Alternate translation/interpretation of I Corinthians 12:31

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Jake

Puritan Board Senior
I heard a sermon on the end of I Corinthians 12 this morning and was thinking about the translation of the last verse. This was not brought up, but I was curious what some people with better knowledge of the Greek thought of this interpretation of the verse in the "God's Word to the Nations" paraphrasic translation from 1995. It seems to be a completely different understanding than normal.

"You [only] want the better gifts, but I will show you the best thing to do." (GW)

Does it make sense to read the verse this way? Is it a good rendering? etc.

For comparison:

"But covet earnestly the best gifts: and yet shew I unto you a more excellent way." (AV)

"and desire earnestly the better gifts; and yet a far excelling way do I shew to you" (YLT)

"But desire earnestly the greater gifts. And moreover a most excellent way show I unto you." (ASV)
 

JP Wallace

Puritan Board Sophomore
Doesn't make much sense to me, as the word 'desire earnestly' or seek after etc. is a present active imperative - i.e a command, not an indicative description.
 

Contra_Mundum

Pilgrim, Alien, Stranger
Staff member
The first word is an imperative, a command; and that is how all these reputable translations render it.

The paraphrase not only doesn't get the force of the word correct; it appears to me that on this reading Paul could be saying that "the better gifts" are the show-off ones upon which the Corinthians have been doting. This also runs against the grain of the passage.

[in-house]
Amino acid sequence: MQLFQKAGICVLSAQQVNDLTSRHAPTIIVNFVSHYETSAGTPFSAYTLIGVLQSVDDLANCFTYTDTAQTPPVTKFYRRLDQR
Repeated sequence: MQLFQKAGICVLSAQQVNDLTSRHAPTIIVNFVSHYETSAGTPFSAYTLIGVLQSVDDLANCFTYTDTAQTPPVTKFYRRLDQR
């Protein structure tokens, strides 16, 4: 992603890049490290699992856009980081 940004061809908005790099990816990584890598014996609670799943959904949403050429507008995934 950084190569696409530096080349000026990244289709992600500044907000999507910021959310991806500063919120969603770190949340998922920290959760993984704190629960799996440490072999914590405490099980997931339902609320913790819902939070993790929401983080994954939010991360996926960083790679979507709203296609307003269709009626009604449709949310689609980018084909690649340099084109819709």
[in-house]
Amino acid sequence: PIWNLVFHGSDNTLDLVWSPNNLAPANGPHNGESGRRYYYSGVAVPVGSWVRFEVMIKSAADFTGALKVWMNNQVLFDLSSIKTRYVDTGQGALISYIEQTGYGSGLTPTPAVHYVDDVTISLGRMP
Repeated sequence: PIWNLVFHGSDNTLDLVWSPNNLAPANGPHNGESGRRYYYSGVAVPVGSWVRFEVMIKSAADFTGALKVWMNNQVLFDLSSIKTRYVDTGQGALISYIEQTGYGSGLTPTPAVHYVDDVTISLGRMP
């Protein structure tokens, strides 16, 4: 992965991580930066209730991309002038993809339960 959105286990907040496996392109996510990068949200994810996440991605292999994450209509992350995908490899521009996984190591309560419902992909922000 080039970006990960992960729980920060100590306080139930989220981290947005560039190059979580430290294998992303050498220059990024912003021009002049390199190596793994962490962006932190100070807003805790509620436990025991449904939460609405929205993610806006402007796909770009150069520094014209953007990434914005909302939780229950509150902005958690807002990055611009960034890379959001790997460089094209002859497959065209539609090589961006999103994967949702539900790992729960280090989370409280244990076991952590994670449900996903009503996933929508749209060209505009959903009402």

One might respond that Paul is simply granting the Corinthians' characterization of the gifts, in order to make his superlative appeal; but I think the real point is being missed. They don't want the better (more helpful and edifying) but less flashy gifts.
 

Jake

Puritan Board Senior
The first word is an imperative, a command; and that is how all these reputable translations render it.

The paraphrase not only doesn't get the force of the word correct; it appears to me that on this reading Paul could be saying that "the better gifts" are the show-off ones upon which the Corinthians have been doting. This also runs against the grain of the passage.

One might respond that Paul is simply granting the Corinthians' characterization of the gifts, in order to make his superlative appeal; but I think the real point is being missed. They don't want the better (more helpful and edifying) but less flashy gifts.

Thanks for this information, Pastor Buchanan (and Pastor Wallace as well). This rendering did seem to show a different reading and one that was unfamiliar, and I guess there isn't much basis in the text for it. I guess there is also a possibility of this conforming to a textual variant, although it would have to be a rather rare one, as translations from both traditions agree here.

On your last paragraph, that would be generally consistent with the exposition I heard this morning. The preacher essentially said that the better gifts were those of most importance to building the church, which are also those listed first in the passage, in comparison to the more flashy/less useful gifts lifted afterwards.
 
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